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Shoppers have list — of ways to save on food

There's an art to grocery shopping, according to Katie Martin of Sandy: You match the ads and the coupons before you go and you stick to your list — no matter what.

Not so, said Greg Haines, who was shopping early Tuesday in the Centerville Target. You stick to one store and you make sure you look at the top and bottom shelves, where deals are apt to be better than at eye level.

His one-store theory works, he said, because when you shop at the same place, you can spot when something is a good deal and stock up. Everyone has certain items they buy often.

Each month, the Deseret News makes a loop to five different stores to price 12 identical commonly purchased items, such as bread, hamburger, milk, laundry soap and diapers. The newspaper presents the average price, as well as the range so that shoppers can get a sense of how the stores where they shop compare. Then, because life's about more than groceries, we do the same thing with a night at the movies, including popcorn and a soda, and a take-out pepperoni pizza, comparing three retailers for each of those.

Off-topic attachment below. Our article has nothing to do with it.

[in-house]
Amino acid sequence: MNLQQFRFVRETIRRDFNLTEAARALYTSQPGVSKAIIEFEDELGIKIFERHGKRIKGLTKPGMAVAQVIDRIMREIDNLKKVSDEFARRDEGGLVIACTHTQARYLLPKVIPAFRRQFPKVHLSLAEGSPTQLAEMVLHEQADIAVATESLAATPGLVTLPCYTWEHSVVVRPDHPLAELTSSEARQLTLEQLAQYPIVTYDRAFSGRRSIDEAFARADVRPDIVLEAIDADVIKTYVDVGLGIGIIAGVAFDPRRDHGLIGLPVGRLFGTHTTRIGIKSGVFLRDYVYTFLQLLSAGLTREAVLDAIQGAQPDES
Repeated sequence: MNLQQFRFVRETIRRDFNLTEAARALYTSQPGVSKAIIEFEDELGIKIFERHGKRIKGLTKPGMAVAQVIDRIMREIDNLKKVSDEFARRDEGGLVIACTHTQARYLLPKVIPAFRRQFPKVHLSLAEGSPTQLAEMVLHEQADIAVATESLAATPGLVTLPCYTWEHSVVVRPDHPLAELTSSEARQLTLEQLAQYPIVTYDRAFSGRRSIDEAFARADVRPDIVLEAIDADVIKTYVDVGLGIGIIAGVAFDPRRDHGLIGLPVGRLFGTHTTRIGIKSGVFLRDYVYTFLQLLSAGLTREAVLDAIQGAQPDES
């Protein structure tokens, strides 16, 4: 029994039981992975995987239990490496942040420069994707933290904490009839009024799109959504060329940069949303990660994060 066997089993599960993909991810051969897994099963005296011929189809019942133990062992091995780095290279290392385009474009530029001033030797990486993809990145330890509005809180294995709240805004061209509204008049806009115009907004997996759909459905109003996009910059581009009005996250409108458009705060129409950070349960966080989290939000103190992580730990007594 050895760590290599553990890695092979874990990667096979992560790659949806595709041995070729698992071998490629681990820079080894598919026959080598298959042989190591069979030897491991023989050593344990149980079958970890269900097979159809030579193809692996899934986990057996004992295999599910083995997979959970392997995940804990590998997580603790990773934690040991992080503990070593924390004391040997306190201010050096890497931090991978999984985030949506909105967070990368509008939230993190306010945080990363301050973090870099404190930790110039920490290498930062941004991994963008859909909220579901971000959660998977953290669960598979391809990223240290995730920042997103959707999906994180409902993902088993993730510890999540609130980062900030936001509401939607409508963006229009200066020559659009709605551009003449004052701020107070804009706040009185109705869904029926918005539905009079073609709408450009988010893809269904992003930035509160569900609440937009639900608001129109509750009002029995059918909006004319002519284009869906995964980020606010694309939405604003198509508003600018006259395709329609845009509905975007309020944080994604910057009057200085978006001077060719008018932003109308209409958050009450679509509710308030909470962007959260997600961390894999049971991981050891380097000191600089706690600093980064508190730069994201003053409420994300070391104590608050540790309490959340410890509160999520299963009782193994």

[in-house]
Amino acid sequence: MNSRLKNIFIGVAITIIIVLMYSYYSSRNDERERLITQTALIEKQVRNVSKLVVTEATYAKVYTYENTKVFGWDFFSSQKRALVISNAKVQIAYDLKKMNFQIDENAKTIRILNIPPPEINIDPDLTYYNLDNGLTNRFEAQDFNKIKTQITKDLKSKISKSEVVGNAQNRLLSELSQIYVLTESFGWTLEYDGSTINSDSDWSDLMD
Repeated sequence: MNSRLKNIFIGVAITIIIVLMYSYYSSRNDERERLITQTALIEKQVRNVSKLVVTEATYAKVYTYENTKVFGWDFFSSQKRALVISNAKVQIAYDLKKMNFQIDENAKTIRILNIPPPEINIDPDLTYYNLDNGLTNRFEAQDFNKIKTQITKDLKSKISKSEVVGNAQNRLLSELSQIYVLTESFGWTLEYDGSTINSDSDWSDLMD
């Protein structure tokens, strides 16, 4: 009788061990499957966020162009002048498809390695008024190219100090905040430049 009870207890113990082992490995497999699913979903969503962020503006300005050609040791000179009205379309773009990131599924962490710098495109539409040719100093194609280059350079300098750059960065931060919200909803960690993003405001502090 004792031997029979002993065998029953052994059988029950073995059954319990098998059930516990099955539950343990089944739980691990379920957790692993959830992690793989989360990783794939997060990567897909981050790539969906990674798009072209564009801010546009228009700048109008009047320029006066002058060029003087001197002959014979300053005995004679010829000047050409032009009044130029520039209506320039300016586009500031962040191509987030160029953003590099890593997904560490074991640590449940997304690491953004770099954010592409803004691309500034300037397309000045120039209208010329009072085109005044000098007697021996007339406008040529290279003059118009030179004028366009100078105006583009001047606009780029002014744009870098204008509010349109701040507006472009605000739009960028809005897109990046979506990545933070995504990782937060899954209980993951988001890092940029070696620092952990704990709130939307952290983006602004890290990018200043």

The cost of another add-in, gasoline, was striking this month, up almost 11 percent over where it was a month ago, according to the AAA Fuel Gauge for Utah on Tuesday.

The tally for the groceries alone was $63.43 Tuesday, including a big box of diapers and some laundry soap. Add in a night out and 10 gallons of gas and the grand total was $119, up 1.7 from early January.

The list is not designed to tell shoppers which store is cheapest overall. It leaves out too many other store chains and you'd need to tally hundreds more items. Not one of these stores is the highest priced or the least expensive on every item, although some trends seem to be emerging. It you take the Smith's Food and Drug (S), Target (T), Walmart (W), Harmons (H) and Macey's (M) we visited and order the prices from lowest to highest, for example, it would be SHMWT on milk and WTMHS on laundry soap.

But you might also note, if you watch for a couple of months, that the price your store charges is consistently above or below the average price. And the range of prices — $1.50 difference between identical boxes of Cheerios or $1.19 difference for the same loaf of bread — is perhaps striking enough to change how you shop for those items.